While generally satisfactory, prior art arrangements for retaining a pin have some deficiencies with respect to pin hardness (and consequent "wearability") and ease of pin replacement. In one arrangement, one end of the cylindrical pivot pin is fitted with a cap-like head that prevents such pin from working its way out of the clevis in one direction. Such head is welded to the pin. After the bucket and rigging are assembled in the field, a similar head is welded to the other end of the pin to prevent the pin from working its way out of the clevis in the other direction.
There are two disadvantages to this approach. One is that to replace a pin, one has to "cut" the welded head from at least one end of the pin (by using an acetylene torch, for example) and weld a head on an end of the replacement pin after such pin is installed. This is time consuming and requires that flame cutting equipment and a person skilled as a welder be available on the site.
Another disadvantage to the "welded head" approach is that the hardness of the pin cannot exceed some maximum, e.g., about 400-450 Brinell. A pin of such hardness does not wear as well as desired and it must be replaced with a frequency that, in view of the invention, is unnecessary.
Another approach to pin retention involves using a cylindrical pin without welded heads and mounting a cover at each side of the clevis and over each end of the pin. In a similar approach, the cover mounts tongue-and-groove fashion on straight tracks affixed to the clevis. After being properly positioned, the covers are welded in place. Examples of both approaches are disclosed in U.S. Pat. No. 5,577,858 (Kasim et al.).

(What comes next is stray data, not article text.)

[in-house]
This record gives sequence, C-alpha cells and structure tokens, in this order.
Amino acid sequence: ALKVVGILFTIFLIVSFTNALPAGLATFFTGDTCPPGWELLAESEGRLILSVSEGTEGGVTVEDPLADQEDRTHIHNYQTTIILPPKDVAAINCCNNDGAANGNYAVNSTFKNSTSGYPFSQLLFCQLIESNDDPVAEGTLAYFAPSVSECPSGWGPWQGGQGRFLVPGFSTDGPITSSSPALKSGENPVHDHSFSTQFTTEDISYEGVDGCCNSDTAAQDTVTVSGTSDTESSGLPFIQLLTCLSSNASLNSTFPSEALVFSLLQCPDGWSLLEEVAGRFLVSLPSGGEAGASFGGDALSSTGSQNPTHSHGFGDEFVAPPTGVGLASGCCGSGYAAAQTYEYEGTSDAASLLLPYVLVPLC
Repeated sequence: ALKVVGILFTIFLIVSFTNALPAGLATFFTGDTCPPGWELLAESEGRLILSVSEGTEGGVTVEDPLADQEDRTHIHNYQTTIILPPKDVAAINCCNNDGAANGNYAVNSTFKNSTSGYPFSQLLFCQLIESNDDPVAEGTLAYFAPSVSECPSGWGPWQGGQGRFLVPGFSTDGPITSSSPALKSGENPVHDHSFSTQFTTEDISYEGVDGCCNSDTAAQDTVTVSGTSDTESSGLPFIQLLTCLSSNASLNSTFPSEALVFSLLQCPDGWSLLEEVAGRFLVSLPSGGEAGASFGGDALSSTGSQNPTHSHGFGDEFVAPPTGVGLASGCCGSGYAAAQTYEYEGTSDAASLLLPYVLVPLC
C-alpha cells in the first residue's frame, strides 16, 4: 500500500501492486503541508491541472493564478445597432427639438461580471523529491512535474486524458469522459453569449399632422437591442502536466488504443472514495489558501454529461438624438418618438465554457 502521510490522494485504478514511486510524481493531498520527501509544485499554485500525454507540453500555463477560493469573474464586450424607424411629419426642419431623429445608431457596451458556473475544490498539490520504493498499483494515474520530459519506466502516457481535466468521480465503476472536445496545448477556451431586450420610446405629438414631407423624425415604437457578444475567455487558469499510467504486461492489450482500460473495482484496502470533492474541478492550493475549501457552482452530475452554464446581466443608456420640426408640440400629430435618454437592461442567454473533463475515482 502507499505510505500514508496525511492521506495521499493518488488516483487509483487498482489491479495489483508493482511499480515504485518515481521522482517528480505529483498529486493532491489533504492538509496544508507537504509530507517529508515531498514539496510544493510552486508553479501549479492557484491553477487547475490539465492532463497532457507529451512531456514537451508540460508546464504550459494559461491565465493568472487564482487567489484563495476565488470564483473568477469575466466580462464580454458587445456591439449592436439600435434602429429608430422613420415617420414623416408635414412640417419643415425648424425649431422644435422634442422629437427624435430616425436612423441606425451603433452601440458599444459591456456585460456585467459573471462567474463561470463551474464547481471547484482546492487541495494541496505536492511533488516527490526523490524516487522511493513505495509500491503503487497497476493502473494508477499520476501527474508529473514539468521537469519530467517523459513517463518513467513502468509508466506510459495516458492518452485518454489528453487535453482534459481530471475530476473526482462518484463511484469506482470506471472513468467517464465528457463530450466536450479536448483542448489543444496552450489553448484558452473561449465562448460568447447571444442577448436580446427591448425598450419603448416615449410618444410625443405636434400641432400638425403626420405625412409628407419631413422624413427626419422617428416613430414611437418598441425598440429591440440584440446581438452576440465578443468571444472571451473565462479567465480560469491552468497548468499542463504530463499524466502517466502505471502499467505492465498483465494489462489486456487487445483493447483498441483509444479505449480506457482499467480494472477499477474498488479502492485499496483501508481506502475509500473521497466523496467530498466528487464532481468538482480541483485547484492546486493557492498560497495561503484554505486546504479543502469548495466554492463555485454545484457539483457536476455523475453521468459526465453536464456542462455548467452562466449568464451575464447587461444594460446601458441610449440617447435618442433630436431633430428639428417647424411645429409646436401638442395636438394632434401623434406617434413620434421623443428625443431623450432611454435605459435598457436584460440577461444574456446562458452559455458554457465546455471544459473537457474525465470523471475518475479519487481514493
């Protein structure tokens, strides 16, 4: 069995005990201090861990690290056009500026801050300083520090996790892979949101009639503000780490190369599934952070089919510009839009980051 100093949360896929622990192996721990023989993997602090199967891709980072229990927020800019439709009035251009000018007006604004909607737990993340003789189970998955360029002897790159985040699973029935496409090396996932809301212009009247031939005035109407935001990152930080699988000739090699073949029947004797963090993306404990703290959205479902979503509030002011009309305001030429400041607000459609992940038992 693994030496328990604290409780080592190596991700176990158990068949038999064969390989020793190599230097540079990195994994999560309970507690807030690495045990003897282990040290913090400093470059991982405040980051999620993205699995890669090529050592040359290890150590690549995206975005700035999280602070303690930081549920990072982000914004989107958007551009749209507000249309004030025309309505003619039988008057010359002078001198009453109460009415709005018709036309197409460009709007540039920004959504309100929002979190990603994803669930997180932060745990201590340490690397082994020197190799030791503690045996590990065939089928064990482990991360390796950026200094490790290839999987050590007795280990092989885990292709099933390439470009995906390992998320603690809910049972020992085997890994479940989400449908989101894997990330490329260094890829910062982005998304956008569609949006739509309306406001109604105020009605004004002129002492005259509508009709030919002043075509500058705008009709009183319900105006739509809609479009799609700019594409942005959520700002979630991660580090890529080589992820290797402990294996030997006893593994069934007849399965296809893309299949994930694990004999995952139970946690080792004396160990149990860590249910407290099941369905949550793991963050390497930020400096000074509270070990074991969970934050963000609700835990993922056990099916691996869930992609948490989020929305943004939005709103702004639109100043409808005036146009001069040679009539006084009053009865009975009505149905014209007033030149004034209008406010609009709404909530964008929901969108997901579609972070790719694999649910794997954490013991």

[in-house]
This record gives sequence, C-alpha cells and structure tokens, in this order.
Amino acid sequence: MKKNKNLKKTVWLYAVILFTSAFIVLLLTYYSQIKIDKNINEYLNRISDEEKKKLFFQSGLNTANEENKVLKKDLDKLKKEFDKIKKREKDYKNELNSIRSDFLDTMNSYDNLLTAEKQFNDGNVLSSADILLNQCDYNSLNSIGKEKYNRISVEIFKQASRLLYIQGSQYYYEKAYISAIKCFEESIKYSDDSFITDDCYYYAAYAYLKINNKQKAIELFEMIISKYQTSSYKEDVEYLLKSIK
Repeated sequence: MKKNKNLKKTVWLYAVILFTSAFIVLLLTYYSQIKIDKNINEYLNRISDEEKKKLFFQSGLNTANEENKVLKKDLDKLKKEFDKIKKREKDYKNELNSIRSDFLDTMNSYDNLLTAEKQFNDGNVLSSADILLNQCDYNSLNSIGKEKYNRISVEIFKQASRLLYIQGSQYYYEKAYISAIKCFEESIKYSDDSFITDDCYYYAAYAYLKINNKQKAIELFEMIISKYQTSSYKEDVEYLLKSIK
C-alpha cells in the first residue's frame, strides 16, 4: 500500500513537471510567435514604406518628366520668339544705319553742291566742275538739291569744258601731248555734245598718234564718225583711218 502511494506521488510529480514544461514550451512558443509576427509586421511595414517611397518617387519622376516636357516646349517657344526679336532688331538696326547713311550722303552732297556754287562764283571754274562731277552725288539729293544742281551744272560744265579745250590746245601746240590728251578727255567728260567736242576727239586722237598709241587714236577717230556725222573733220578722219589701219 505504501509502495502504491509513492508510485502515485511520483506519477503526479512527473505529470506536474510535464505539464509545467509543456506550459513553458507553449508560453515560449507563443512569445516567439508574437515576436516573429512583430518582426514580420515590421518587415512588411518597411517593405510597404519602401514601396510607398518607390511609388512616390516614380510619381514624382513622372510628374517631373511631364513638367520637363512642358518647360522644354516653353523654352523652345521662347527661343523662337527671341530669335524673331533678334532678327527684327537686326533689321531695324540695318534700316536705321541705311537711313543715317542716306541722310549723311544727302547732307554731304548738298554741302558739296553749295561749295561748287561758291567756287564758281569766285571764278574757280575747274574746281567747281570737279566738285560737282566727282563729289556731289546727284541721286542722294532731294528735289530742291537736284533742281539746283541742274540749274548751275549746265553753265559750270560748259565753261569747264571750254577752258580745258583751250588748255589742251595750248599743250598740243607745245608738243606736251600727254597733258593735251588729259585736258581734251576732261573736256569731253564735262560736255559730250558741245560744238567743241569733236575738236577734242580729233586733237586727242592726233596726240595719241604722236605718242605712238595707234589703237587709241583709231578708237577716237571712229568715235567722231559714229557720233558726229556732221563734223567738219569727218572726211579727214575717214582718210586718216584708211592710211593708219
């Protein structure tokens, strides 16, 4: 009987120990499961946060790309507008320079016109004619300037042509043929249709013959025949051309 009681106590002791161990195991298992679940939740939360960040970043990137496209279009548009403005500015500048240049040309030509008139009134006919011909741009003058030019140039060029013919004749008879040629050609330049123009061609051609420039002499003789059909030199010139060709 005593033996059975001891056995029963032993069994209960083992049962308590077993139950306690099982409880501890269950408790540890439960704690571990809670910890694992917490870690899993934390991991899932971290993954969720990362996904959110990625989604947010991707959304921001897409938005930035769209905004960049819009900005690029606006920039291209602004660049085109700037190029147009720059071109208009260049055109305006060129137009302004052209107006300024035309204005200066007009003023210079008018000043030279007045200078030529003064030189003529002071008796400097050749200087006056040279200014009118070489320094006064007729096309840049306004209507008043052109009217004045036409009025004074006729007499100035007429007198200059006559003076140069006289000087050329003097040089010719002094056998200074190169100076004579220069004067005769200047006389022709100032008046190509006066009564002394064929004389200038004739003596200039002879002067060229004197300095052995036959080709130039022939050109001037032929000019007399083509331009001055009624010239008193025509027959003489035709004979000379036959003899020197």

While this approach avoids pin welding (and therefore permits using a pin having a hardness of about 650 Brinell), it does or at least may not avoid welding altogether. As a consequence, the user of such approach is likely to experience at least some of the downtime and equipment and personnel problems mentioned above.
Still another way of retaining a pin in a clevis is disclosed in U.S. Pat. No. 4,221,252 (Bruce). In the locking arrangement of the Bruce patent, the main shackle pin has at least one end which is machined to have a reduced diameter. Such end is also machined to have a pocket axially receiving a plug which retains the locking pin crosswise in the main shackle pin. And the locking pin also has a tapered groove machined in it.
An improved pin-retaining structure and method which minimize the amount of machining required in manufacture, which avoid welding when installing or replacing a pin in the field, which reduce downtime and which involve only commonly-available tools and personnel skills would be an important advance in the art.OBJECTS OF THE INVENTION
An object of the invention is to provide a new device and method for retaining a pin in a pin locking assembly associated with a clevis that overcomes some of the problems and shortcomings of the prior art.
Another object of the invention is to provide a device and method for retaining a pin in a pin locking assembly that eliminates the need for an on-site welder.